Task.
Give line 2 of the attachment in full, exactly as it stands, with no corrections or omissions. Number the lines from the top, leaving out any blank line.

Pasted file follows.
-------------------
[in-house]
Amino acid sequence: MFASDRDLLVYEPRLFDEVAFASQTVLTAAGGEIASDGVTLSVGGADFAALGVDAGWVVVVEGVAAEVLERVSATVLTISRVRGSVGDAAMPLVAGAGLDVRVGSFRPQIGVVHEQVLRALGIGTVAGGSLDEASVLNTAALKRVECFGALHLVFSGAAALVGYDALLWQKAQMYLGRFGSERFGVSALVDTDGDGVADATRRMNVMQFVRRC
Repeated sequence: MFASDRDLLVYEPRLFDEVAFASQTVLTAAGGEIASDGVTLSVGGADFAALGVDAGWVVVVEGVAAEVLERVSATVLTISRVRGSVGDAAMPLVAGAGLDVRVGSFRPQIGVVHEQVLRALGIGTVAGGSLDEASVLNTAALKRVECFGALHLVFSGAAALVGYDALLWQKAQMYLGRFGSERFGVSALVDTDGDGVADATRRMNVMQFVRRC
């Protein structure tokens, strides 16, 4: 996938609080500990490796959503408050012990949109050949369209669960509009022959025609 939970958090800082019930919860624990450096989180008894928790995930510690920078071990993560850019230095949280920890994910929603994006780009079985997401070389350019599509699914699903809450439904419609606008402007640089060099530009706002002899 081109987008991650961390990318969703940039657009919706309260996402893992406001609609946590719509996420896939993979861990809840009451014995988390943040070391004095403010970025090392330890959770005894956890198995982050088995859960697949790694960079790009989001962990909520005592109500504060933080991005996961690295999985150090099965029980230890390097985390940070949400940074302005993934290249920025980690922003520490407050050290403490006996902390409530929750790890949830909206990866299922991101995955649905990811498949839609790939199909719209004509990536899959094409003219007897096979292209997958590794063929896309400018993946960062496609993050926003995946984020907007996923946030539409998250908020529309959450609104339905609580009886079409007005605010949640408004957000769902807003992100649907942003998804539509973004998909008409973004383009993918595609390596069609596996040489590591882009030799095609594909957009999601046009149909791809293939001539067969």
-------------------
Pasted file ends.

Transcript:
Amino acid sequence: MFASDRDLLVYEPRLFDEVAFASQTVLTAAGGEIASDGVTLSVGGADFAALGVDAGWVVVVEGVAAEVLERVSATVLTISRVRGSVGDAAMPLVAGAGLDVRVGSFRPQIGVVHEQVLRALGIGTVAGGSLDEASVLNTAALKRVECFGALHLVFSGAAALVGYDALLWQKAQMYLGRFGSERFGVSALVDTDGDGVADATRRMNVMQFVRRC